Families are busier than ever. Relinquish the pressure of family meal time by substituting healthy snacks instead. Make some weeknight “dinners” into snacks. Think of them as mini-meals. You still can sit together and enjoy them as a family, but in less time and with less stress. You can serve these at a dining table or on TV trays or the coffee table. The important thing is to prepare them and enjoy them together.

Involve the children in planning the snack using the following 3 guidelines: 1) It has to include a fruit or vegetable, 2) it has to be made from “real food” (yet potato chips aren’t a great choice), 3) it has to be the right size or amount. In addition to healthy packaged snacks, do continue with the trend to include  fruits and vegetables for snack time. While some single-serving packaged foods clearly “look like” a snack, other packaged items can help keep things quick and available during your busy week. If you find that snacks fit into your diet better than meals here are some other convenient snack ideas that can turn a snack into a family meal:

  • Plain Greek yogurt topped with flax seed granola and unsweetened canned peaches.
  • Flavored tuna or salmon pouches. Adding herbs and spices to tried and true foods can make them more appealing and add variety to your eating experience. Let everyone choose a flavored pouch, and add a plate of raw veggies and whole grain crackers to the table to eat along with it.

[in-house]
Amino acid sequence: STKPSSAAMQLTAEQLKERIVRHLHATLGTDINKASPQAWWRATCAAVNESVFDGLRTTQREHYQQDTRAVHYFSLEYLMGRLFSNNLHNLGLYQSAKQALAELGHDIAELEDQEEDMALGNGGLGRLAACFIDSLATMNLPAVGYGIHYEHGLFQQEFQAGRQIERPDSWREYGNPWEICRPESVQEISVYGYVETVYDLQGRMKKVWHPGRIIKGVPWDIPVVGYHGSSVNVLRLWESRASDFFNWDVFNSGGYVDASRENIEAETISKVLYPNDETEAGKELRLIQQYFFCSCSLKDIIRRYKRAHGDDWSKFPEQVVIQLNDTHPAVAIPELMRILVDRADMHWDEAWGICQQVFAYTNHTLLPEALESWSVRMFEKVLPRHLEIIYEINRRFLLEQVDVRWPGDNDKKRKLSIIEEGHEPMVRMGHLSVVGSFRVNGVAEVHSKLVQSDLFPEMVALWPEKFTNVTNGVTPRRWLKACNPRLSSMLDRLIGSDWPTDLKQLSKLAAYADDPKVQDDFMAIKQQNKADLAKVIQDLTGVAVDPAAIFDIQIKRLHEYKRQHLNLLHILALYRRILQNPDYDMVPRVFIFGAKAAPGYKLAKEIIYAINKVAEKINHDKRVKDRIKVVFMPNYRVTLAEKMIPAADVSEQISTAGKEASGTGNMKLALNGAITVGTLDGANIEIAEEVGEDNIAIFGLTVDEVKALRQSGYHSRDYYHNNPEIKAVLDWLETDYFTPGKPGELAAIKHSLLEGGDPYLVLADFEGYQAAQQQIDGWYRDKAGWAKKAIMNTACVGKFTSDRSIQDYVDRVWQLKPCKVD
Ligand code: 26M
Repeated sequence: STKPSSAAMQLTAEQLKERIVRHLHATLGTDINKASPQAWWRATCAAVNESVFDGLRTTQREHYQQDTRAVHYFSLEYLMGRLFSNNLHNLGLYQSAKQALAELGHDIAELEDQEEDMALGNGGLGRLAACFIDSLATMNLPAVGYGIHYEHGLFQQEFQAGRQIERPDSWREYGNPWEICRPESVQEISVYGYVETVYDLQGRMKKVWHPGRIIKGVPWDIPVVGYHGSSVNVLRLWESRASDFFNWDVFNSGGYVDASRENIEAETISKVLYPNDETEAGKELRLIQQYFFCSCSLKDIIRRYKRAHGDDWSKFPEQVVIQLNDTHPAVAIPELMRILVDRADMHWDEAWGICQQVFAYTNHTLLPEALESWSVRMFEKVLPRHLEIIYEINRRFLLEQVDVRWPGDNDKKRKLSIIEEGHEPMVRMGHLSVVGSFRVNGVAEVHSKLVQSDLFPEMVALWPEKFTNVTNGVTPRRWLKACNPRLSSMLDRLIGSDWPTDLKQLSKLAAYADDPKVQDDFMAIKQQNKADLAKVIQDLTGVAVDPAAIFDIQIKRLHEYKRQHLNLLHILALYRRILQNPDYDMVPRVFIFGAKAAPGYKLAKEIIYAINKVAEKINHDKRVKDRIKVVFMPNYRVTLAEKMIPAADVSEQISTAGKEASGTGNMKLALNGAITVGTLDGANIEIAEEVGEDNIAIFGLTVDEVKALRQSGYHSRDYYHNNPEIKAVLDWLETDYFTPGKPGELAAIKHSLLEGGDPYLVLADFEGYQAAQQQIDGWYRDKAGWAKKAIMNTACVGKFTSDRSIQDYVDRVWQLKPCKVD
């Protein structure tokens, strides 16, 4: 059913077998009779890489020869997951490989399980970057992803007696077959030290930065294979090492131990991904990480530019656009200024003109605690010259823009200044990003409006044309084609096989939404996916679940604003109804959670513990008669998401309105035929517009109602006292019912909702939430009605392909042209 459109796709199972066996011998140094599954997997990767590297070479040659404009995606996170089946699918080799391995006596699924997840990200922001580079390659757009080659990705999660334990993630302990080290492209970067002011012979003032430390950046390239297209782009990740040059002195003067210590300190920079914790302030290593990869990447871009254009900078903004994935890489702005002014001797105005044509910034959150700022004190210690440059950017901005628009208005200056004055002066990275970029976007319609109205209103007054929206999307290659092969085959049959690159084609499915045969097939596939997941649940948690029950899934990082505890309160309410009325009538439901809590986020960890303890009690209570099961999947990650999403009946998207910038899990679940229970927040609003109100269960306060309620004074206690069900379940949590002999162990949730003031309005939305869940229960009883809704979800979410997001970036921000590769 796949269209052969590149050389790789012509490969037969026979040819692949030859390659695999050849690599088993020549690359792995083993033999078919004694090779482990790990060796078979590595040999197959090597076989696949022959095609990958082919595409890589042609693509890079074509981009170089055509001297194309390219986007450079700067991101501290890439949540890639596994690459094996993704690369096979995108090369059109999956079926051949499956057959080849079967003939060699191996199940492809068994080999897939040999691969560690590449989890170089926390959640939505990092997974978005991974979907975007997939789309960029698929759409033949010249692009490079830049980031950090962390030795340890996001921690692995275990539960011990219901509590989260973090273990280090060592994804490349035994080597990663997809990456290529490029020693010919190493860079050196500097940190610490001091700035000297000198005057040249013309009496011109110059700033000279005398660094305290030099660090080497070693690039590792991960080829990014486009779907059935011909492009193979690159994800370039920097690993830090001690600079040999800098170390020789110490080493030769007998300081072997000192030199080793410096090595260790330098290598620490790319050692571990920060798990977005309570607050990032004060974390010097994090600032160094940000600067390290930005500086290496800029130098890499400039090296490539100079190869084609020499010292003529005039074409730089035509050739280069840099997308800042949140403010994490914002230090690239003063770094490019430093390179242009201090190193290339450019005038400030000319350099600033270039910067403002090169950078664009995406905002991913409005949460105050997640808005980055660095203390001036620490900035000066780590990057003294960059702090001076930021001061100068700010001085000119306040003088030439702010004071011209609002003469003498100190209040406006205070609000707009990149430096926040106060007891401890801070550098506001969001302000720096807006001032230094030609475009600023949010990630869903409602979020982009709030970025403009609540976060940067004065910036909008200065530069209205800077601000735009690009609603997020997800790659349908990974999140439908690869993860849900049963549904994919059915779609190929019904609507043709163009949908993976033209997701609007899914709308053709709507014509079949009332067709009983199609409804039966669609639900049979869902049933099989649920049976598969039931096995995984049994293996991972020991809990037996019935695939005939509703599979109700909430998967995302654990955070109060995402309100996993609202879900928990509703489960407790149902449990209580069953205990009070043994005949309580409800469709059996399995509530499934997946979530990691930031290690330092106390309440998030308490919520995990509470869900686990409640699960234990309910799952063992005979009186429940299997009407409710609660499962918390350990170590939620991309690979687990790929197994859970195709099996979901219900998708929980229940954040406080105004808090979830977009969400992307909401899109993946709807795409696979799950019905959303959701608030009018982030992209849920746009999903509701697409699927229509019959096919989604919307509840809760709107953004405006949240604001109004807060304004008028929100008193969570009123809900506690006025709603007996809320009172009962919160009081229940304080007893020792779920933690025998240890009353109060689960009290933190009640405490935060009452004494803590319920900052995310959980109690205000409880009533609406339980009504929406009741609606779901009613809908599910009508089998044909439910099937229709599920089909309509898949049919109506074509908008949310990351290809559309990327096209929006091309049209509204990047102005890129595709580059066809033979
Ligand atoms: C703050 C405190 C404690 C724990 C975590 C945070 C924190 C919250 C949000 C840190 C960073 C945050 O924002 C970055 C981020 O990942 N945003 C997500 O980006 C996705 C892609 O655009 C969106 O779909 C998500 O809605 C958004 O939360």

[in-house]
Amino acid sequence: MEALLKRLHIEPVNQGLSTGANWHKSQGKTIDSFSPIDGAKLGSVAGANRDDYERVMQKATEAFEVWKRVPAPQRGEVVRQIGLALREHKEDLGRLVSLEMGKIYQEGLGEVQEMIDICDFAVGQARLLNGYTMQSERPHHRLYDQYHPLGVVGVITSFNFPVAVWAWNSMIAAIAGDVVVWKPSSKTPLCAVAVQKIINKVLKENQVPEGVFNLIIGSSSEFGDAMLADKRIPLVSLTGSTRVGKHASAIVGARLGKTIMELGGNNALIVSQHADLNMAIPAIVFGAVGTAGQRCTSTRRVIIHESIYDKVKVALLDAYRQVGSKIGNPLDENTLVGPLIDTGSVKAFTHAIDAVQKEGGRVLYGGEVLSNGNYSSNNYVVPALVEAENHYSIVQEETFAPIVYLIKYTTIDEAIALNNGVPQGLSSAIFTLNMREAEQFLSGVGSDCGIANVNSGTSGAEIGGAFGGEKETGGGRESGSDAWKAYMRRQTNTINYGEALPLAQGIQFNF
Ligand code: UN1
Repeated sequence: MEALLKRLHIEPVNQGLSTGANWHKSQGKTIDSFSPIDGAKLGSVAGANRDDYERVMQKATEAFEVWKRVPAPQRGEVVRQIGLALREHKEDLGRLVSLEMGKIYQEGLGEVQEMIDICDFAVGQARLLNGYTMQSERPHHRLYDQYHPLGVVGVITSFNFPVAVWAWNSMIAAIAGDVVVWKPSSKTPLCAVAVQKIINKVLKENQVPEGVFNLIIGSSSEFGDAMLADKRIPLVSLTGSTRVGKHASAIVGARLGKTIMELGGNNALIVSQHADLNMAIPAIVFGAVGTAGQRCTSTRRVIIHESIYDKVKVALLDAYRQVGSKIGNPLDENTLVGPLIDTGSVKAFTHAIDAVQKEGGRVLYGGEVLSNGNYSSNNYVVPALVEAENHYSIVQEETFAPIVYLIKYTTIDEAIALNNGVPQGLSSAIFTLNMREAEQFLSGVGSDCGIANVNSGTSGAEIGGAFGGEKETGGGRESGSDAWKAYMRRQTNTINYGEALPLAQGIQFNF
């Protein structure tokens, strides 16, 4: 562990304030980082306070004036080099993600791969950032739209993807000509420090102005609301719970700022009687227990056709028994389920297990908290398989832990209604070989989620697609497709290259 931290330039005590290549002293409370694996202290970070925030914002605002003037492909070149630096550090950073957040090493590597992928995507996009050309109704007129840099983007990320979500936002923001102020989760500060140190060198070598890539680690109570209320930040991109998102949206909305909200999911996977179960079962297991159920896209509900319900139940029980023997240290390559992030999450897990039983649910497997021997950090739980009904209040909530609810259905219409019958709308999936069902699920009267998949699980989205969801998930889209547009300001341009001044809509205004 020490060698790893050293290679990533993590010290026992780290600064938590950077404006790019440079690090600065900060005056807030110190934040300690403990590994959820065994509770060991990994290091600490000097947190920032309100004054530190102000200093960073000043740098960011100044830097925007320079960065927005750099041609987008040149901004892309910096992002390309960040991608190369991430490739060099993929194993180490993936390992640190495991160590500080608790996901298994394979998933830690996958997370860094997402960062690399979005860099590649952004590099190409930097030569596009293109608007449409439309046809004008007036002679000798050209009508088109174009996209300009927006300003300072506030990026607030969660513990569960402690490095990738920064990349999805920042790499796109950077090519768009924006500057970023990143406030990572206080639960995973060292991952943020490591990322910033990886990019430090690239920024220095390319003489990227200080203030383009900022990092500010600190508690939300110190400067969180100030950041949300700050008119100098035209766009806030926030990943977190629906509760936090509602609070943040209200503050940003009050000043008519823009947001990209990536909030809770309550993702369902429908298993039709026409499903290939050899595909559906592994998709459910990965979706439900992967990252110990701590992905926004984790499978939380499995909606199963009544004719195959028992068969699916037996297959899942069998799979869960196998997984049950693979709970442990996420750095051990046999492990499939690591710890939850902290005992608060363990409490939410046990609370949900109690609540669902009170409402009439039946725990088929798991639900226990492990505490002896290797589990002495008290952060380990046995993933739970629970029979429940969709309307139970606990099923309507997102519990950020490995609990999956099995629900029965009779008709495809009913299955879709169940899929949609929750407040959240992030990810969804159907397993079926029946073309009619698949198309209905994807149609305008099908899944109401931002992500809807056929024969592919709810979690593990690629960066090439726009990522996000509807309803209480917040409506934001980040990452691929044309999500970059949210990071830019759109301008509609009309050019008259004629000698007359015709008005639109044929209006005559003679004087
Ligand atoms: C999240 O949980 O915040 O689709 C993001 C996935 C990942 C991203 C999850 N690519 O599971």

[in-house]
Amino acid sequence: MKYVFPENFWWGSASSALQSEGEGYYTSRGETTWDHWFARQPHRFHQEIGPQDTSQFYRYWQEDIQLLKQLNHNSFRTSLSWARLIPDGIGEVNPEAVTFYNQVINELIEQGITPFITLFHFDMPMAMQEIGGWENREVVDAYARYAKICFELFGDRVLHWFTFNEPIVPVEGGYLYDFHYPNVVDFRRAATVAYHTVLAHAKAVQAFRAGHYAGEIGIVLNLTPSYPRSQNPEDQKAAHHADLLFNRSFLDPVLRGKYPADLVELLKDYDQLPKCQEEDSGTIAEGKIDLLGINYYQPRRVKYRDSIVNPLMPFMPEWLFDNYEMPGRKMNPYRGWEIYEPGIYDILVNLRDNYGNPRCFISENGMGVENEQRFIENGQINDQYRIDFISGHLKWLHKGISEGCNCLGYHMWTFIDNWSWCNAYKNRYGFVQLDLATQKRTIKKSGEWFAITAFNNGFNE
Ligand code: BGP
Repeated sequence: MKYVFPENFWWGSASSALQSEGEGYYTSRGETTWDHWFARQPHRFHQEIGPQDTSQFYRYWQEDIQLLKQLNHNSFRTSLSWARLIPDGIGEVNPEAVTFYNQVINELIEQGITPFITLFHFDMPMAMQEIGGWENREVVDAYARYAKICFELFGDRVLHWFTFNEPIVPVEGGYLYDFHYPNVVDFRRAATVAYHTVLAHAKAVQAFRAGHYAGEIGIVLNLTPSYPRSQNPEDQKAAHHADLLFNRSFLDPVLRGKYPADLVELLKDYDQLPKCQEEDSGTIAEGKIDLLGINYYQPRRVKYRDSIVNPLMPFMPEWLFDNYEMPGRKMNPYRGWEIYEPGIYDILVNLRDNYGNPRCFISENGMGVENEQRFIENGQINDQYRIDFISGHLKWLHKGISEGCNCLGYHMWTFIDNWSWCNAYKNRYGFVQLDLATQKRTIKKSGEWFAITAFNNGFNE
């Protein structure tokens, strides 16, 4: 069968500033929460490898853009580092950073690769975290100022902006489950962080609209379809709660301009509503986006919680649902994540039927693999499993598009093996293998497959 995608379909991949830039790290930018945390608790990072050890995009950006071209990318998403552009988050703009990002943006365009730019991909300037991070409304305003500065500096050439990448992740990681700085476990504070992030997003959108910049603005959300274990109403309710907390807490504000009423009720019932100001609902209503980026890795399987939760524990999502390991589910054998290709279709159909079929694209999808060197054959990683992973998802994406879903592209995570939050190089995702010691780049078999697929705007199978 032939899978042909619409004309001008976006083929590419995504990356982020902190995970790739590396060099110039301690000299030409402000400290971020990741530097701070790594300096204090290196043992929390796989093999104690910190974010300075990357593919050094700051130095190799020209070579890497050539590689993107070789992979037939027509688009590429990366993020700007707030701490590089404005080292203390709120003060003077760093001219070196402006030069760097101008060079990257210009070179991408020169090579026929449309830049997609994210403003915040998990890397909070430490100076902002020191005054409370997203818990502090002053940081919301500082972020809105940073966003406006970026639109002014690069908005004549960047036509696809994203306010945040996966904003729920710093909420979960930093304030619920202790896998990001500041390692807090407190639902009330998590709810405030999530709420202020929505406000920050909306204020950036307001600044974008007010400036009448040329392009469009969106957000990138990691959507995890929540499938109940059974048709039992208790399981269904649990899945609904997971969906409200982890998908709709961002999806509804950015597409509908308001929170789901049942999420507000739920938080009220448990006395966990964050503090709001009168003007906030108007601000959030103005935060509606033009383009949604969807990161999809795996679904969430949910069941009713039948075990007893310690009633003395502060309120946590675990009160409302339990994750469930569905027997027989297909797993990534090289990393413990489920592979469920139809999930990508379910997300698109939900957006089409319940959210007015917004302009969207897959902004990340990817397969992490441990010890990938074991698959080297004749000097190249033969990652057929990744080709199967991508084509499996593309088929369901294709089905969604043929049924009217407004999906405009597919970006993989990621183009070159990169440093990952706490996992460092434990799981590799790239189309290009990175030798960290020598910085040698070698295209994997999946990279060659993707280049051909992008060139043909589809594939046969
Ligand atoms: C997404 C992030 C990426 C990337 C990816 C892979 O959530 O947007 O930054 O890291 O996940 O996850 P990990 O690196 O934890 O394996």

• Nuts and nut bars. Look for bars that are low in sugar and contain nuts. Be careful however, some “nutrition bars” are really glorified candy bars.
  • Sometimes you really want a chip right? Instead of regular potato chips, try some of the baked chips or a tortilla chip. Bush’s is launching a new Bean Chip that has similar calorie and fat numbers to tortilla chips, but with twice the protein and four times the fiber (and they taste great). Serve these along with a bean dip or salsa and some carrot sticks. Add a glass of milk or sparkling water.
  • Sit down together, and enjoy bowl of cereal. You can’t beat the nutrition in a bowl of ready-to-eat cereal. Most are fortified with iron, vitamins and minerals, and many contain whole grains (a great source of fiber). Look for 3 grams of fiber or more, and 10 grams or less of sugar. Create a “cereal buffet bar” for dinner. Set out 3-4 types of healthy cereal. Include calcium and protein-rich low fat milk, and offer sliced bananas, fresh blueberries, or canned peaches for toppings and extra nutrition.
  • Sit at the coffee table with Cheesy Toast. Top slices of bread with slices of cheese and toast in the toaster oven until the cheese melts. Cut them into triangles and serve these slices along with apple or pear slices and a glass of milk.